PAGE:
Showing posts with label american civil war. Show all posts
Showing posts with label american civil war. Show all posts

Friday, March 1, 2019

Damn, Girl-Mary Walker, Civil War Surgeon

Dr. Mary Walker was a remarkable woman. She was one of the first female doctors in the United States, and served as an army surgeon on the front lines during the Civil War. A dedicated reformer, Mary advocated for universal suffrage, abolition, dress reform, and temperance. She organized a relief system for the wives of wounded soldiers, and wrote two books. She remains, to this day, the only woman to have won the Medal of Honor.

Image result for mary walkerMary was born in Oswego New York on November 26, 1832 to the unusual Alvah and Vesta Walker. (Alvah is the father.) Mary was the youngest of seven children--six girls and one boy. Mary's parents were eccentric for the times. They believed in sharing the work equally, and Alvah could often be found doing household chores. They allowed their daughters to dress however they liked, not forcing them into the restraining corsets and long skirts of the time, which both rightfully believed squished a girl's internal organs. To cap off the unusual Walker family, their home was also a stop on the Underground Railroad.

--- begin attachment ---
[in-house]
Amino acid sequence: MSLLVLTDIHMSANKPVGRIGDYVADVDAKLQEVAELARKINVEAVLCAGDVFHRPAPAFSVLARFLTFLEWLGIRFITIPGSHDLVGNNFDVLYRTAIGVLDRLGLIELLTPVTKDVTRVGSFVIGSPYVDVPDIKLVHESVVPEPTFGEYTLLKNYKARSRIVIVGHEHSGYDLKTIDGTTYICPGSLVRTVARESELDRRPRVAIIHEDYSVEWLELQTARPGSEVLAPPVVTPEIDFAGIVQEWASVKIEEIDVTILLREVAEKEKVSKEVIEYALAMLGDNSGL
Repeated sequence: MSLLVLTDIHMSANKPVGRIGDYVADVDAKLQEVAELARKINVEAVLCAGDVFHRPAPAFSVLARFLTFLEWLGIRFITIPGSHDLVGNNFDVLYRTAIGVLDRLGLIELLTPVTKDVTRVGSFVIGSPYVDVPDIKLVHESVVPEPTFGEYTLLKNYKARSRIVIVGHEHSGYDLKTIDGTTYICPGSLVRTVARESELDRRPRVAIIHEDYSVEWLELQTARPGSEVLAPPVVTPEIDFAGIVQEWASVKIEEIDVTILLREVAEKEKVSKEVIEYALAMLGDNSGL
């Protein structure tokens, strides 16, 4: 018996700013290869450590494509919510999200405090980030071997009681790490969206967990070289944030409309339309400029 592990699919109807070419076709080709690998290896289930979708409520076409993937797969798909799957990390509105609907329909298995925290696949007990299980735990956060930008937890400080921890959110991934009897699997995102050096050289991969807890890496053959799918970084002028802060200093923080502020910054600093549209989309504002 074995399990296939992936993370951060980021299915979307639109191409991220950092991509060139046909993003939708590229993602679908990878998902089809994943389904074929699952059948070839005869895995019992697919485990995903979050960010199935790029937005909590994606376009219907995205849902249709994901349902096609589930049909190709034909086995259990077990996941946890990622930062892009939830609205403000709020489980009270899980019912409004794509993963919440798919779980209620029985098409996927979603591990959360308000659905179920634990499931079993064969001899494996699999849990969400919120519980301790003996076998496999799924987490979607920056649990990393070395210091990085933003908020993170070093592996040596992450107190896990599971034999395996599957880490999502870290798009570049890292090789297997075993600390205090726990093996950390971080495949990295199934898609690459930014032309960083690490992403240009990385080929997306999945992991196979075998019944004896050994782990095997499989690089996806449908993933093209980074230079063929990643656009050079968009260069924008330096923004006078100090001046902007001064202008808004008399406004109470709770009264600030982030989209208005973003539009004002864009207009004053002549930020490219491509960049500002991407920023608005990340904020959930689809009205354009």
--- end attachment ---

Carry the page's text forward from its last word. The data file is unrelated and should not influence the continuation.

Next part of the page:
Alvah had an interest in medicine, and a sizeable library of medical texts. Alvah and Vesta encouraged Mary to read as many of the medical books as she liked. Both of the Walkers were big believers in education, with Vesta being a school teacher. All of their children were educated through primary school, and all of the daughters went into teaching at one point in their lives.

Mary worked briefly as a teacher, and in 1855 she entered and graduated Syracuse Medical School. Her course at Syracuse was only 39 weeks--three semesters of thirteen weeks each, which seems an almost irresponsible amount of training to give a doctor today, but was standard for the time. Mary chose Syracuse because it admitted women, and because it was known for its non-quackery. In an era where bloodletting and leeches were still common practices, Syracuse focused on more homeopathic remedies, and modern innovations.